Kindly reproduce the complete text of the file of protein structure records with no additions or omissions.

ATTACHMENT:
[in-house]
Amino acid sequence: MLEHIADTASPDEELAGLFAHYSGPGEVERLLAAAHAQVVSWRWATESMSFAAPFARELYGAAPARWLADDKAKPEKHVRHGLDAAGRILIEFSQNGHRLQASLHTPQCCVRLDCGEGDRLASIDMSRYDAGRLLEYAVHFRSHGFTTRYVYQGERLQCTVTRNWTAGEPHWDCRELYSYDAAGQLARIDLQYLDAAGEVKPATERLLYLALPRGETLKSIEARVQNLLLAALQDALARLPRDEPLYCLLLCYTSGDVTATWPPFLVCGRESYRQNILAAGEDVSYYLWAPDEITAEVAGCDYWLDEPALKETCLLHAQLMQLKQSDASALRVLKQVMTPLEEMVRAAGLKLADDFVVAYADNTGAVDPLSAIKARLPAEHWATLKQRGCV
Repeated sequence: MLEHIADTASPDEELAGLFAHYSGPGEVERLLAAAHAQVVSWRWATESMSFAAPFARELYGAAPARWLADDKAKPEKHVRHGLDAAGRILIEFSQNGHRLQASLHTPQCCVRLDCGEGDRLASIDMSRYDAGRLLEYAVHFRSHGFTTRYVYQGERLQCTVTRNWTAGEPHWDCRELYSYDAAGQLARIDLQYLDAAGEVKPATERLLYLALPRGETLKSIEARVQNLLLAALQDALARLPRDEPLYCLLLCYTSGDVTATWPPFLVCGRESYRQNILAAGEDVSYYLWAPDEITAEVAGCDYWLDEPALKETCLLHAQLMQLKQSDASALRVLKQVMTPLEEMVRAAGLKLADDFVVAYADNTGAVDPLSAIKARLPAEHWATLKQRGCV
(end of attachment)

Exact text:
[in-house]
Amino acid sequence: MLEHIADTASPDEELAGLFAHYSGPGEVERLLAAAHAQVVSWRWATESMSFAAPFARELYGAAPARWLADDKAKPEKHVRHGLDAAGRILIEFSQNGHRLQASLHTPQCCVRLDCGEGDRLASIDMSRYDAGRLLEYAVHFRSHGFTTRYVYQGERLQCTVTRNWTAGEPHWDCRELYSYDAAGQLARIDLQYLDAAGEVKPATERLLYLALPRGETLKSIEARVQNLLLAALQDALARLPRDEPLYCLLLCYTSGDVTATWPPFLVCGRESYRQNILAAGEDVSYYLWAPDEITAEVAGCDYWLDEPALKETCLLHAQLMQLKQSDASALRVLKQVMTPLEEMVRAAGLKLADDFVVAYADNTGAVDPLSAIKARLPAEHWATLKQRGCV
Repeated sequence: MLEHIADTASPDEELAGLFAHYSGPGEVERLLAAAHAQVVSWRWATESMSFAAPFARELYGAAPARWLADDKAKPEKHVRHGLDAAGRILIEFSQNGHRLQASLHTPQCCVRLDCGEGDRLASIDMSRYDAGRLLEYAVHFRSHGFTTRYVYQGERLQCTVTRNWTAGEPHWDCRELYSYDAAGQLARIDLQYLDAAGEVKPATERLLYLALPRGETLKSIEARVQNLLLAALQDALARLPRDEPLYCLLLCYTSGDVTATWPPFLVCGRESYRQNILAAGEDVSYYLWAPDEITAEVAGCDYWLDEPALKETCLLHAQLMQLKQSDASALRVLKQVMTPLEEMVRAAGLKLADDFVVAYADNTGAVDPLSAIKARLPAEHWATLKQRGCV